North Texas Objectivist Society (NTOS) Message Board › A City Defines Beautiful
|A former member||
While I find 'esthetic codes' objectionable, the judge's reasoning based on 'diversity' is something I cannot agree with, either.
The judge should have said that people have a right to do what they wish with their own property, otherwise they have no genuine right to it. People who have to ask the government what color they can paint their houses are not truly the owners of their property.
August 31, 2007
Coral Gables Journal
A City Defines Beautiful, but a Truck Owner and a Court Object
By ABBY GOODNOUGH
CORAL GABLES, Fla., Aug. 30 ? Newcomers to this resolutely lush and lovely city would do well to peruse its ?Citizen?s Guide to Code Enforcement? before settling in. They will find that pet snakes are forbidden, houses must be painted a city-approved hue and residents cannot so much as screen in their pools without permits.
But last week, a state appeals court panel struck down one of this affluent city?s premier zoning requirements: a ban on parking pickup trucks in driveways and on residential streets at night.
Lowell Kuvin, an aspiring lawyer with an emerald-green Ford F150 pickup, sued Coral Gables in 2003 after being fined for parking on the street in front of his rented home. A trial court judge sided with the city, but a panel of the Third District Court of Appeal reversed his finding, ruling that Coral Gables had ?unconstitutionally crossed the line? into an ?impermissible interference with the personal rights of its residents.?
Practically speaking, the ruling mattered little for Mr. Kuvin, who moved last year to a waterside condominium in Miami Beach. But the implications could be big for Coral Gables, whose proud status in South Florida as the ?City Beautiful? hinges on the strictly regulated look of its neighborhoods. Pickup trucks ? even the Ford F150, the best-selling vehicle in the country last year ? are a scourge on the city?s image, officials and many residents say.
?It?s an unusual law that would have no chance of passing in most cities,? said Robert Glazier, a lawyer in private practice who is representing Coral Gables in the case. ?We?re not saying everyone should ban pickup trucks, but the decision of this city to do so is not irrational.?
Mr. Glazier said the city would ask the entire appeals court to reverse the panel?s decision. At stake, he said, is the right of local governments everywhere to impose zoning restrictions based on aesthetic criteria and thus to protect property values.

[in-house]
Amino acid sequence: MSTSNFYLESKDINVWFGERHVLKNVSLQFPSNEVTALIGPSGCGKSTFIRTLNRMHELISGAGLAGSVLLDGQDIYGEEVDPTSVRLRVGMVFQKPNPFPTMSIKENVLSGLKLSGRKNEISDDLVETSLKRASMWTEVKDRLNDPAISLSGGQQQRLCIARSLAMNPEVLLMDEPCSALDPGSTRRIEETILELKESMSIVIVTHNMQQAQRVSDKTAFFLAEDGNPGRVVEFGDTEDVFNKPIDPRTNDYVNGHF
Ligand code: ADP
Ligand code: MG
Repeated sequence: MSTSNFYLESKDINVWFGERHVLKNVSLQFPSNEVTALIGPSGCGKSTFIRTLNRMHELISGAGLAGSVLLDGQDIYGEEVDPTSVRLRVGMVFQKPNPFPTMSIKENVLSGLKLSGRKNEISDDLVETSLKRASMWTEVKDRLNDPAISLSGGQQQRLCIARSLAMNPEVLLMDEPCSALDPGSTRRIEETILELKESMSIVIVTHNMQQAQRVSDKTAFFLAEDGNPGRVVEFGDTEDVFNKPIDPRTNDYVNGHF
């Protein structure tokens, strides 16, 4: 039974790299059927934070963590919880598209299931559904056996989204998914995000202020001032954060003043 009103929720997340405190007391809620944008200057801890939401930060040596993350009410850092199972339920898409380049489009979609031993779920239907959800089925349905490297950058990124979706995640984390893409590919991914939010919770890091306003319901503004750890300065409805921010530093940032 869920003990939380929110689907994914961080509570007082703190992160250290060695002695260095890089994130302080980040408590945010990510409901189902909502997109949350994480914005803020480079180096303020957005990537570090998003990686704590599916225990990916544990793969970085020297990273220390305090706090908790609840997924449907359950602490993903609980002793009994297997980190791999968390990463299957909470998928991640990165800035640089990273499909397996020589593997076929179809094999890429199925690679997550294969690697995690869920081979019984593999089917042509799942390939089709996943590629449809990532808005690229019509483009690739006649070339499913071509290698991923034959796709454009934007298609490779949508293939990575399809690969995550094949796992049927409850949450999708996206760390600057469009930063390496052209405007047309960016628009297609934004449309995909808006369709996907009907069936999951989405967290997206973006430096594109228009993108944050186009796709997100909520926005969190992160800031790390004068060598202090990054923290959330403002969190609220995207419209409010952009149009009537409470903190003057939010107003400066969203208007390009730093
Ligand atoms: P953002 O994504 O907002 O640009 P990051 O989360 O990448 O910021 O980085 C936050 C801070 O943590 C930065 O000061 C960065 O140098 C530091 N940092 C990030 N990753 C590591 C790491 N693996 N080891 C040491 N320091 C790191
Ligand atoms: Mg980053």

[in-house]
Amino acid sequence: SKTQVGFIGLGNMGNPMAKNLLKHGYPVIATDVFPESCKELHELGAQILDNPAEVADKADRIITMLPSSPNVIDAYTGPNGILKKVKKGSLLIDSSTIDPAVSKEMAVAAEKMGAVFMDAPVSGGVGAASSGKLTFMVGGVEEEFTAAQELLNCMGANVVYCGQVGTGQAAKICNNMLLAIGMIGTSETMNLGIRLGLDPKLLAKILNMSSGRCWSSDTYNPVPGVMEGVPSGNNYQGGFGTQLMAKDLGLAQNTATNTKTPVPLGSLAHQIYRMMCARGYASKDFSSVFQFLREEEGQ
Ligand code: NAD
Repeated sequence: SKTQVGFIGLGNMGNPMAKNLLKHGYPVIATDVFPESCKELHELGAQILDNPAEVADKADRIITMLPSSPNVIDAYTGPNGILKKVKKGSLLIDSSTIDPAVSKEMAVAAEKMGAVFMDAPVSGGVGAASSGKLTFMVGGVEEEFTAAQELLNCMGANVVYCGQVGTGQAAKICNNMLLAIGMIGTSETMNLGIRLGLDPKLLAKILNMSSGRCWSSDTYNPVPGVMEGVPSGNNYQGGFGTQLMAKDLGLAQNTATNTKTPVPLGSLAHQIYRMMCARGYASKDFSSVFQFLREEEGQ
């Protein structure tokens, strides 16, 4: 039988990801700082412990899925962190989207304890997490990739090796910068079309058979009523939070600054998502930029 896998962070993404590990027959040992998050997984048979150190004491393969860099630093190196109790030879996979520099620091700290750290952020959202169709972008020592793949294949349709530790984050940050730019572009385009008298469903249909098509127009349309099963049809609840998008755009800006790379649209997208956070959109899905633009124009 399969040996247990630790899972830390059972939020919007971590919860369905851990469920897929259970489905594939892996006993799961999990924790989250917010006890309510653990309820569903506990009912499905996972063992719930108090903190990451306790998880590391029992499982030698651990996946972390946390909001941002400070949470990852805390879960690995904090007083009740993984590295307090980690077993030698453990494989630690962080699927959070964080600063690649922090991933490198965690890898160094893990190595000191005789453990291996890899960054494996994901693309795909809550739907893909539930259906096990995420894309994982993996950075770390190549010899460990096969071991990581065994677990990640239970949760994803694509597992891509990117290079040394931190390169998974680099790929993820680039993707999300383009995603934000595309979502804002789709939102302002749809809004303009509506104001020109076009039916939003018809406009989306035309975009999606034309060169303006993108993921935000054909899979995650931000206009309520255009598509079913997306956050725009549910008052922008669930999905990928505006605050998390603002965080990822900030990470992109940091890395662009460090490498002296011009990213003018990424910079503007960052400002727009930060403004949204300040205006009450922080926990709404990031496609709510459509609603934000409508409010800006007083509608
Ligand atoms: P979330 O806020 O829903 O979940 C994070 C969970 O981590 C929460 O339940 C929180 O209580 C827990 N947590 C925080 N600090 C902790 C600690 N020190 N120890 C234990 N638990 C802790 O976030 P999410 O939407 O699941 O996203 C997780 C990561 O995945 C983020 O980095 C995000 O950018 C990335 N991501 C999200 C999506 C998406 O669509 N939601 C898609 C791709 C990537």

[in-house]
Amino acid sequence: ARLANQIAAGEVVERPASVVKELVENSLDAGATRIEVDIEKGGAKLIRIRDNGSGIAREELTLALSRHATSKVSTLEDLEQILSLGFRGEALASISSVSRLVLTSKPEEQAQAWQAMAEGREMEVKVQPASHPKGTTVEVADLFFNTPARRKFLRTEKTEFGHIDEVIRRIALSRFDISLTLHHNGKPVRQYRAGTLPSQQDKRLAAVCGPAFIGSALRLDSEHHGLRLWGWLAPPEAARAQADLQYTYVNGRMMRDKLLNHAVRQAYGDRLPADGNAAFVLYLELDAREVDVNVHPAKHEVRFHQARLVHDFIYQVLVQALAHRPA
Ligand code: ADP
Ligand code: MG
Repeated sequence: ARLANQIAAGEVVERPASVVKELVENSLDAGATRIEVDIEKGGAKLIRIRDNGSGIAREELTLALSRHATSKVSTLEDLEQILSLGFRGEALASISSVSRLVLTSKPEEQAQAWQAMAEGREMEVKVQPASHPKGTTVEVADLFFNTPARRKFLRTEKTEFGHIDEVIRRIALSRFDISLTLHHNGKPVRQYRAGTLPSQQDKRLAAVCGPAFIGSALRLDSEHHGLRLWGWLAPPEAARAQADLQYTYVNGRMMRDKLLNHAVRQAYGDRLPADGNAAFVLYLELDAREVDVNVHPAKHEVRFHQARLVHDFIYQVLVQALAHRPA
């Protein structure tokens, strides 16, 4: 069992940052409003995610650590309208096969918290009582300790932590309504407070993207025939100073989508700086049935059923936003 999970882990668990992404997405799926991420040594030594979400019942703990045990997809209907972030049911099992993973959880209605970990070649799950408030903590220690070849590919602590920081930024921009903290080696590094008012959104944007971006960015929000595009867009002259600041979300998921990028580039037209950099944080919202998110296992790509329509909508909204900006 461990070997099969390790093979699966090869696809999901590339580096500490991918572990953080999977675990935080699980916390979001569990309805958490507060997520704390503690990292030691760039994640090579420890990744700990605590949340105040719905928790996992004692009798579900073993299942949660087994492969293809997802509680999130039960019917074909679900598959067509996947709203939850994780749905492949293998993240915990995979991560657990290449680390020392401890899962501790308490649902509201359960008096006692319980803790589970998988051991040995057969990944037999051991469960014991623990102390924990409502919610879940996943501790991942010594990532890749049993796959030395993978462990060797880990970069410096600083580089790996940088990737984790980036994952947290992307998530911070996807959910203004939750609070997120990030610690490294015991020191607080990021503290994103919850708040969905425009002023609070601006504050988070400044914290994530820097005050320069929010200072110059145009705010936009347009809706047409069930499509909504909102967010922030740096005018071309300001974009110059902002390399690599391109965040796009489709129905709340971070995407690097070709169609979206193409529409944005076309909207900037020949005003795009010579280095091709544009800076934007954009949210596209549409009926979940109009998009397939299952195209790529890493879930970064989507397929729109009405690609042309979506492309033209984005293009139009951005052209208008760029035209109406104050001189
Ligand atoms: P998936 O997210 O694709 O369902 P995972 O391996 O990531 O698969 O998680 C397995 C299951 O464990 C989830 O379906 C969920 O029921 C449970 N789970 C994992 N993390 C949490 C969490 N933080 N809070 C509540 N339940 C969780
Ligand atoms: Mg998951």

The ordinance affecting pickup trucks, enacted some three decades ago, is actually broader, banning all ?trucks, trailers and commercial vehicles? from parking in residential areas at night unless in a garage. In his lawsuit, Mr. Kuvin accused the city of discriminating against an entire class of citizens, those who favor pickup trucks. He rented a house without a garage in Coral Gables, he said, and did not think it fair to have to park his truck outside the city limits every night.
?I have a problem with a city that has a very closed mind and narrow idea about how it should be run,? Mr. Kuvin, 44, said in an interview. ?This is one of the most culturally diverse areas in the entire United States, and yet Coral Gables is telling certain people they can?t act out their cultural values.?
Judge Alan Schwartz of the Third District Court of Appeal, who wrote the majority opinion in the case, appeared to agree, strongly.
?Perhaps Coral Gables can require that all its houses be made of ticky-tacky and that they all look just the same,? Judge Schwartz wrote, ?but it cannot mandate that its people are, or do. Our nation and way of life are based on a treasured diversity, but Coral Gables punishes it.?
Mayor Don Slesnick, who has been in office since 2001 and previously served on the city zoning board, said the city never implied it found truck owners distasteful ? only trucks.
?That is ludicrous and absurd to me,? Mr. Slesnick said, adding that the five-member City Commission voted unanimously this week to keep fighting the case. ?This isn?t a diversity issue; it?s a truck issue.?
Property values in Coral Gables have stayed relatively strong in the current real estate slump, Mr. Slesnick said, and he attributed that to the city?s aesthetic code. During his re-election campaign last year, he said, he polled residents on the truck ban and found that 71 percent supported it.
Outside his home in Coral Gables on Thursday, Guillermo Pernas, 75, said he was worried about the effect of the court ruling on his neighborhood.
?Look at this place ? most of the people here are upper class,? said Mr. Pernas, who has lived here for 33 years. ?One bad bean in the soup ruins the whole thing.?
Another resident, Tony Hernandez, recalled how he once asked the city?s permission to paint his home a dark shade of beige. The city said no. But Mr. Hernandez, a retired psychologist who has lived here for 30 years, said he did not mind the rigid rules.
?You want the neighborhood you live in to be as nice as it could be,? he said.
Mr. Kuvin, who just graduated from St. Thomas University School of Law in Miami and is waiting to learn whether he passed the bar exam, said he had heard from plenty of Coral Gables residents who seethe at the zoning rules ? so many, he said, that he might make litigation against the city his specialty.
?I think it?s an area ripe for a lawyer who?s willing to take on cases that seem unwinnable and stand up for Joe Homeowner,? he said.
Mr. Kuvin will keep his F150 ?forever? for sentimental reasons, he said. But he is not necessarily a pickup driver for life.
?You can put in there,? he said, ?that Mercedes can send me a station wagon if they?d like.?
Carmen Gentile contributed reporting.